Although the kids are usually working themselves into a food-fueled frenzy at about 6.30pm, I managed to overhear this fact on the evening news: people who commute for 45mins or more are 40 percent more likely to divorce, according to a study conducted in Sweden.
It’s not that surprising when you consider how easily commuting can put you into a bad mood. There were days when I would come home seething and sweaty from a disastrous hour-long commute in London. The expert advice? Live closer to work. I am guessing these people have never tried to own more than a closet in central London. You’d need to be on a pretty packet to afford livable space in the city.
The same news program told us that nearly 8 percent of Americans now spend more than an hour commuting each way. The average in the United States is 25mins, and Americans now spend more than 100 hours a year getting to and from work. Maybe my years in London has made me completely out of touch, but this doesn’t actually sound that bad.
New research conducted by the Washington University of Medicine also reveals that those who commute 10 miles or more tend to have bigger waistlines and higher blood pressure, while 33 percent of those with a 90min commute report recurring back and neck problems.
All of these rather depressing statistics seem to be speaking to me personally. The English Husband and I are trying to find somewhere to live in London together as a family. Newsflash: I am returning to London on July 9 after my grand, year-long experiment in the United States. Having spectacularly failed to get a job that would enable our move, I am going to pack up the kids and our growing possessions and head back across the Atlantic. This makes the move sound easy, but it’s not.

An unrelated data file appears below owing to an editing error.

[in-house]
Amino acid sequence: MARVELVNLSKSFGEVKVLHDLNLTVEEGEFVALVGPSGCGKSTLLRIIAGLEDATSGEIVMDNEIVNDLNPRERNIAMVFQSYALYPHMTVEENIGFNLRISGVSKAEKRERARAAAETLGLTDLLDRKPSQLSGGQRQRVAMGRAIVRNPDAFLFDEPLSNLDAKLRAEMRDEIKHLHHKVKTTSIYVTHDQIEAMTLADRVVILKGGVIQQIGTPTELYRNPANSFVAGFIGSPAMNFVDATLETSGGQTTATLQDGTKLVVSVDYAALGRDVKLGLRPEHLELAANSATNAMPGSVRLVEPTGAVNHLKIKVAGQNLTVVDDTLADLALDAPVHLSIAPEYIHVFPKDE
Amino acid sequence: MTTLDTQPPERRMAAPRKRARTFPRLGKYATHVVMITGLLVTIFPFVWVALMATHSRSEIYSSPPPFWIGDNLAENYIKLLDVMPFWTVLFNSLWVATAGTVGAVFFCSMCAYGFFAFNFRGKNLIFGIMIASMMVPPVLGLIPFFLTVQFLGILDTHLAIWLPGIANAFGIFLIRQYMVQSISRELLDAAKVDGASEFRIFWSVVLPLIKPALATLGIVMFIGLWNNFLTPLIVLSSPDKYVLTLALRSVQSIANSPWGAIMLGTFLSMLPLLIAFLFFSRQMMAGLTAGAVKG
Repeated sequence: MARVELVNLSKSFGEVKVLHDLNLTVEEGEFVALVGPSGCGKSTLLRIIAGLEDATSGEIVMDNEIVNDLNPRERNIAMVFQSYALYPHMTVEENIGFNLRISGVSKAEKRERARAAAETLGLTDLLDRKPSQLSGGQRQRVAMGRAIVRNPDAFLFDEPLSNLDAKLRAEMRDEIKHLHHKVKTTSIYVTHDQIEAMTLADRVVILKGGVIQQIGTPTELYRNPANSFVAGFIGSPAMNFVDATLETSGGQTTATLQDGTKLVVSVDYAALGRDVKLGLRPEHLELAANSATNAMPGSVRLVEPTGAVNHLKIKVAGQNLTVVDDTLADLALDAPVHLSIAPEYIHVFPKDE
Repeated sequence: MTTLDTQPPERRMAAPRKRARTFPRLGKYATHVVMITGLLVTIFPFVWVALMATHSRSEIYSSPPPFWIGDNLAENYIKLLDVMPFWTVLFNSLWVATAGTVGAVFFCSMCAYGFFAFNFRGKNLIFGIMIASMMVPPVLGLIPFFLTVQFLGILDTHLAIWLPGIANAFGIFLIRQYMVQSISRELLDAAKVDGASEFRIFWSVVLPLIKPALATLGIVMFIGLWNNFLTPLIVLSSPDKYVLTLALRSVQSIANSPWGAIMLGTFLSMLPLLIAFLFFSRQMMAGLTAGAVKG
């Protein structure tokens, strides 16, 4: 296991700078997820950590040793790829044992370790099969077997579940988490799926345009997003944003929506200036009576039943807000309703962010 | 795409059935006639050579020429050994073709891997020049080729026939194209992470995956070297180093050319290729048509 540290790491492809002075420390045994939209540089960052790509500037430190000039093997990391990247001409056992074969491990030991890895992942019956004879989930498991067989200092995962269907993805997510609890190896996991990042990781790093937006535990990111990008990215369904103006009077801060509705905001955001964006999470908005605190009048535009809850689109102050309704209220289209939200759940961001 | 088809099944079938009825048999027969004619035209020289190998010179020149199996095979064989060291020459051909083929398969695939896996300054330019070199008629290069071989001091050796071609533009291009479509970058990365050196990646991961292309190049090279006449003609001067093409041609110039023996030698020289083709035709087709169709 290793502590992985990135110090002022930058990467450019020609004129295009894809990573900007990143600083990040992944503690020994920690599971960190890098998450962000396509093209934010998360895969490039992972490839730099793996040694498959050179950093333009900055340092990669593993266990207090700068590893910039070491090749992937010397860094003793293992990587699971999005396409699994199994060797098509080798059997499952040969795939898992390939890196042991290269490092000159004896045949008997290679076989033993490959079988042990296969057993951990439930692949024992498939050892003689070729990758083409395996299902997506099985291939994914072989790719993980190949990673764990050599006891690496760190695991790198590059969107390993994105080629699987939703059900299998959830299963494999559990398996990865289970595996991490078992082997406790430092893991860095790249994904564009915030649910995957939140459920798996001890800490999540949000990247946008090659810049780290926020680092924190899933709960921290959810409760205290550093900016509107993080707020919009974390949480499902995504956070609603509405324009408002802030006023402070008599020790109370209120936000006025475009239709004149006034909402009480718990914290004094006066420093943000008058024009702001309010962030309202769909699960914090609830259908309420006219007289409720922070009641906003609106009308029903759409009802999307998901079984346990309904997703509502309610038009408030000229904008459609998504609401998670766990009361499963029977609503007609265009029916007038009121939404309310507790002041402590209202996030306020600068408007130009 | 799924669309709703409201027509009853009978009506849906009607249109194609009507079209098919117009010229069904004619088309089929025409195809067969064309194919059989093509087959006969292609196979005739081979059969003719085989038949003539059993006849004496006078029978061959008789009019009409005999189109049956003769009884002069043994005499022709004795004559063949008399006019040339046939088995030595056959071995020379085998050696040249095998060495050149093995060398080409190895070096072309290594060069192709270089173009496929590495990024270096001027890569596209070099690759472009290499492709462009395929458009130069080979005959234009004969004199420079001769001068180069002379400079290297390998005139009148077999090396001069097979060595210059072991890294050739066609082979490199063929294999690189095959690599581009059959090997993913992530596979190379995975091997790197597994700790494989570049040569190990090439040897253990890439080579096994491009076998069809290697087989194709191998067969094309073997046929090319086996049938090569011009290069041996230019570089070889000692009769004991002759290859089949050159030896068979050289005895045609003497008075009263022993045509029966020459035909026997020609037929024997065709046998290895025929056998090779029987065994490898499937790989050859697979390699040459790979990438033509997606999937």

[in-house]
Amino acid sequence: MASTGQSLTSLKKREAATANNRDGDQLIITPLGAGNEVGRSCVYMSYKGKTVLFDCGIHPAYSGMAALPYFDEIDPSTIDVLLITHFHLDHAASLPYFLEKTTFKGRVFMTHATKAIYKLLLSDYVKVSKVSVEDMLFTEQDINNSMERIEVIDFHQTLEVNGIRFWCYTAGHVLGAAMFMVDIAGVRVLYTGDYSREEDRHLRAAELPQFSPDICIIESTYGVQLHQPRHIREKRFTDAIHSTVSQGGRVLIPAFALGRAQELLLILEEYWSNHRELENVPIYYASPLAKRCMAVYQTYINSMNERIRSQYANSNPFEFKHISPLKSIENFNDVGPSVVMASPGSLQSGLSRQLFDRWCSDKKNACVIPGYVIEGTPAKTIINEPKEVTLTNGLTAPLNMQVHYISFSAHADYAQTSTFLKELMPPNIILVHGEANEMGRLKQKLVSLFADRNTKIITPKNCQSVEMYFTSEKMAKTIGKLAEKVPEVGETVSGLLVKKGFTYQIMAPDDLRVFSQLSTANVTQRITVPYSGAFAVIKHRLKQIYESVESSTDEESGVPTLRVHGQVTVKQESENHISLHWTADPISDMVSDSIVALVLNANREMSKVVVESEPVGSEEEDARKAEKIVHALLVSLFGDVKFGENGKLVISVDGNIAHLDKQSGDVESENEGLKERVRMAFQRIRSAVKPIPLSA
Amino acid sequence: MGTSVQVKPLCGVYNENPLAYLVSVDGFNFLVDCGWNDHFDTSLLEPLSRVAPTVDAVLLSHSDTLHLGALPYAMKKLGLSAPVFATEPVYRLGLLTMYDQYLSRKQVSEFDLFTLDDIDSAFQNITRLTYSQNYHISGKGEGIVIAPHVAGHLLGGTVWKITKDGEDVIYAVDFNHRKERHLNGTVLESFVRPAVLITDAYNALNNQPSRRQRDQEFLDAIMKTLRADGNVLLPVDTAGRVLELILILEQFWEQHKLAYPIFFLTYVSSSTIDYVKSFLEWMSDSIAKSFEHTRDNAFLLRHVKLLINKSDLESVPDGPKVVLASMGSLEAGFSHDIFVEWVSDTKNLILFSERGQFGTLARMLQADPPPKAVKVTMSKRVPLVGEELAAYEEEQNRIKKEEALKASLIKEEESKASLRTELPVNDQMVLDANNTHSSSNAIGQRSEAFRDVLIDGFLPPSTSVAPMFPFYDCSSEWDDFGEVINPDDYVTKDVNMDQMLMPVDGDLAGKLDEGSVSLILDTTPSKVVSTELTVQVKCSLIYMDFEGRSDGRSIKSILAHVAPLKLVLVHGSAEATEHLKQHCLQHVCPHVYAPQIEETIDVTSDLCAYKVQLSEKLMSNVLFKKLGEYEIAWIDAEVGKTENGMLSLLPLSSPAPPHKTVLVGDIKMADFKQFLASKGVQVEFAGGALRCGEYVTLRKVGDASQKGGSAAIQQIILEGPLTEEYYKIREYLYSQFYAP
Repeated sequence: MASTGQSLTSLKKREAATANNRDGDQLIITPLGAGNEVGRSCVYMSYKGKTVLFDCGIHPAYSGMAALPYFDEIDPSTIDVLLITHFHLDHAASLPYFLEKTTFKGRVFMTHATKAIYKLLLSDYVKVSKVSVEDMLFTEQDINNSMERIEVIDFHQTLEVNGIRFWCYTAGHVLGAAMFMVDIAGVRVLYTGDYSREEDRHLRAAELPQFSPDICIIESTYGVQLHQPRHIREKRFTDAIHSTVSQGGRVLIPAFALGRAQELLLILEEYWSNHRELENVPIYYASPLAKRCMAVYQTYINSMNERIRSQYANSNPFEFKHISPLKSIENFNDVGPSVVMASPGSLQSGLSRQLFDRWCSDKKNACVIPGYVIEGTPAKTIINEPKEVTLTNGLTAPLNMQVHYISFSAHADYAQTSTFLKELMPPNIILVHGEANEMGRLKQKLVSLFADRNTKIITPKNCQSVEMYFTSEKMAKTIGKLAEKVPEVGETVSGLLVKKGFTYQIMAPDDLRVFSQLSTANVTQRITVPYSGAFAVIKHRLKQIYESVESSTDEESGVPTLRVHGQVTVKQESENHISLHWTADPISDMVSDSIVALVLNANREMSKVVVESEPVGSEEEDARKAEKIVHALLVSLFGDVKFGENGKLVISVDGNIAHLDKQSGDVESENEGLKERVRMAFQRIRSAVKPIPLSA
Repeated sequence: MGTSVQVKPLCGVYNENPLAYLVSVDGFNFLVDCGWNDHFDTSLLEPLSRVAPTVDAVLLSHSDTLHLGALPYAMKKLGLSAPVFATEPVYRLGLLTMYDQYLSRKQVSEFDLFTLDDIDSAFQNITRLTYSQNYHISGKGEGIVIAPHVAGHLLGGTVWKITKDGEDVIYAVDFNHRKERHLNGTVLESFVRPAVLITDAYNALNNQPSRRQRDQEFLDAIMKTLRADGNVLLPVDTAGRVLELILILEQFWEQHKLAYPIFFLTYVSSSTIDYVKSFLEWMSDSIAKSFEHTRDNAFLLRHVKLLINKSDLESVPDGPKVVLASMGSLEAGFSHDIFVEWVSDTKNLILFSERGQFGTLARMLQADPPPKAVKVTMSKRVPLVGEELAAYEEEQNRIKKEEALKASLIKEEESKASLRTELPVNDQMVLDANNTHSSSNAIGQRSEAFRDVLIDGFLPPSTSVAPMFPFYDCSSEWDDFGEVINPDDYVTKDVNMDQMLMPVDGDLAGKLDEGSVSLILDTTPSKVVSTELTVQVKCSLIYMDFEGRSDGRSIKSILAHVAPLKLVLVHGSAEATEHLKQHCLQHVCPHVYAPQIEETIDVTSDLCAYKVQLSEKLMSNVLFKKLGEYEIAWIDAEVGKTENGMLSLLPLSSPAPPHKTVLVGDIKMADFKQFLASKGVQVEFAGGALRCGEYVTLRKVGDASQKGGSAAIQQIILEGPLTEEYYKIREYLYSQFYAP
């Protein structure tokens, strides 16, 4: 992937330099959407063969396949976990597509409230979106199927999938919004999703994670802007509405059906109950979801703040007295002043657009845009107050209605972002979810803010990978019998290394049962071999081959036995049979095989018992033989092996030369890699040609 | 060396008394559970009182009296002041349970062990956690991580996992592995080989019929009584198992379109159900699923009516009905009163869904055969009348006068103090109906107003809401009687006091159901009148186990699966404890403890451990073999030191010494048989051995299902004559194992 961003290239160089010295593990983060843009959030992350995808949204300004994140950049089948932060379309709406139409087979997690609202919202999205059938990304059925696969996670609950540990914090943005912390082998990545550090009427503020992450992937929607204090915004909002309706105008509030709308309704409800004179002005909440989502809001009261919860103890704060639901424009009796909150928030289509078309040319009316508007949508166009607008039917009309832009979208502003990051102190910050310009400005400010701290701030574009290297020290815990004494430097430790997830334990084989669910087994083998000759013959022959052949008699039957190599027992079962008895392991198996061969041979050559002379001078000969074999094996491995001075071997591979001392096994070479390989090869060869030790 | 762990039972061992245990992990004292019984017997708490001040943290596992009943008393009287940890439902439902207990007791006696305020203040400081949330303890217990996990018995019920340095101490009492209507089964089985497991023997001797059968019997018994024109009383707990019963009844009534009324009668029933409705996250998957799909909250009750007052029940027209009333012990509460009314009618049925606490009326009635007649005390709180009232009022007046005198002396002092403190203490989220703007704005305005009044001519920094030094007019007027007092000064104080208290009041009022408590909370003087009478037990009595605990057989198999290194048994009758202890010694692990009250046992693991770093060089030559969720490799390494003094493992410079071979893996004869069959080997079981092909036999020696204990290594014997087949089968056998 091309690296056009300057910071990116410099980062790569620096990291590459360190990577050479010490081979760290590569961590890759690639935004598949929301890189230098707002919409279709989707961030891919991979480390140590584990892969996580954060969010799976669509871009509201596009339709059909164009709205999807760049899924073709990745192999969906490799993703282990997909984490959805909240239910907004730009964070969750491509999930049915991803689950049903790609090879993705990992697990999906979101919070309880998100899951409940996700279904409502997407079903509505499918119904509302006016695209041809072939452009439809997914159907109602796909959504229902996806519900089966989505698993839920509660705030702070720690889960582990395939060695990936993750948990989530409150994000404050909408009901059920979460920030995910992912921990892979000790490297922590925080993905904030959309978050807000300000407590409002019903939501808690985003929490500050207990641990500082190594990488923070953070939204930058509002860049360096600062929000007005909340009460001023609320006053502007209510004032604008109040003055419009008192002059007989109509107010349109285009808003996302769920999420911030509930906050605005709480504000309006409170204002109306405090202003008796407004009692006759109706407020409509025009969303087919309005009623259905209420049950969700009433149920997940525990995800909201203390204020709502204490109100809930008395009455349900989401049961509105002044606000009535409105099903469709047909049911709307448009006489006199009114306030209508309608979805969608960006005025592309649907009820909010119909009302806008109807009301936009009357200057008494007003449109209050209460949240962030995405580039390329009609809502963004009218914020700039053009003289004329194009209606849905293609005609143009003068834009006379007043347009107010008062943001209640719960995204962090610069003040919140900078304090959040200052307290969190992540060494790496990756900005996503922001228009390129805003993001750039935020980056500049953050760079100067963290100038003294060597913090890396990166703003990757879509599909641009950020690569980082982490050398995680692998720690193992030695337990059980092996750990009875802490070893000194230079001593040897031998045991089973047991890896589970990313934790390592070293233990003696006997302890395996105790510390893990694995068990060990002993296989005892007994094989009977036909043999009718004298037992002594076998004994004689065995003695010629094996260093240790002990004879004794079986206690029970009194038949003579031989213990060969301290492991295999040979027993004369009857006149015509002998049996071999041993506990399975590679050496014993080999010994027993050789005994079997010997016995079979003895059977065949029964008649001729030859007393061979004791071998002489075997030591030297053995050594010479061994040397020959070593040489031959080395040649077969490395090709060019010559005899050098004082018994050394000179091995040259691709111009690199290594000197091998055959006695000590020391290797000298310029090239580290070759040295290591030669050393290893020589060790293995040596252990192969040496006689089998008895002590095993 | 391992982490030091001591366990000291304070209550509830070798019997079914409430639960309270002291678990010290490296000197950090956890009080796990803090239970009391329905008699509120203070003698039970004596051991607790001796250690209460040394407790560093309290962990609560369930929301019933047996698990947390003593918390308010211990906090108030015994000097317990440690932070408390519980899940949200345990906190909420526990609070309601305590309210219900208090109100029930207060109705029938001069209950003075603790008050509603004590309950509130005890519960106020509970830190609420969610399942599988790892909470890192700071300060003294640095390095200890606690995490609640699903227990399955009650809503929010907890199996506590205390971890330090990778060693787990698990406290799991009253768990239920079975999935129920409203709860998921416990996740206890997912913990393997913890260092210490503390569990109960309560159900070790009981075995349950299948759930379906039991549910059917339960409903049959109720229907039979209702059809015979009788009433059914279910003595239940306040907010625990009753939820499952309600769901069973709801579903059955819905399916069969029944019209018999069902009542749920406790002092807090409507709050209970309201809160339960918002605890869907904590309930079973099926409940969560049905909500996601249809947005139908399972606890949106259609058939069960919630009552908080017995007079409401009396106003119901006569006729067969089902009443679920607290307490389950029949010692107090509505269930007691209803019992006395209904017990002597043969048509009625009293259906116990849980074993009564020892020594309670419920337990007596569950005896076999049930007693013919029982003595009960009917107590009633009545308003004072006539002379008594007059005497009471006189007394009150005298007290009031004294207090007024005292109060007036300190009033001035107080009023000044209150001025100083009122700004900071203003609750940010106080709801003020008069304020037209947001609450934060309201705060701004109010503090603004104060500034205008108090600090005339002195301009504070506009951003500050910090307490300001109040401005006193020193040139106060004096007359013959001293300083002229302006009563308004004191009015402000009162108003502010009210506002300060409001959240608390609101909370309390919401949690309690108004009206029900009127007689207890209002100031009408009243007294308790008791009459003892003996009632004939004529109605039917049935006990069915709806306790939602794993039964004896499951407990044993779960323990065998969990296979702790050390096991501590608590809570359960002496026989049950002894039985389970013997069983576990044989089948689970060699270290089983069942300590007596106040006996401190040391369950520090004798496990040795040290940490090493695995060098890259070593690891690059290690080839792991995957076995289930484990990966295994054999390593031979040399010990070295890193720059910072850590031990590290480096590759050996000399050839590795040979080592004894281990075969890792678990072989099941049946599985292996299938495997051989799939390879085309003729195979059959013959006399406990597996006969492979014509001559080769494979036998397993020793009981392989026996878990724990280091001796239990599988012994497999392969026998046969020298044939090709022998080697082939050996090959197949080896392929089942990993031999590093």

One of the biggest things we need to do is to find somewhere to live. It sounds straightforward enough, but we are working with one income at the moment, we have two kids, we want decent storage and we need to be within walking distance of a good school. I’m fairly certain we are a real estate agent’s biggest headache.
The ‘C’ word springs to mind. We either compromise on space or location. It usually comes down to one of the two. We talked about moving further out of London and getting off my beloved tube map. As someone who will not have a car, I cling to the tube map like a child clings to his comfort blanket. But I think I am ready to move further afield and get more for our money. Plus, the schools outside of the inner city tend to be better.
This, however, means embracing a long commute. The Husband drives to work in Maida Vale (northwest London) – an average of 25mins one way from our one-bed flat – and his commute would more than double if we decide to head to the suburbs of south London, where things are more affordable.
And since I now know what this daily grind might do to my marriage, I am wondering if it would just be better to trip over each other in a small and expensive flat, and shelve the idea of a commute for another year. I’d like a study that researches what is more stressful: having not quite enough living space or traveling long distances to work. I want to see the results.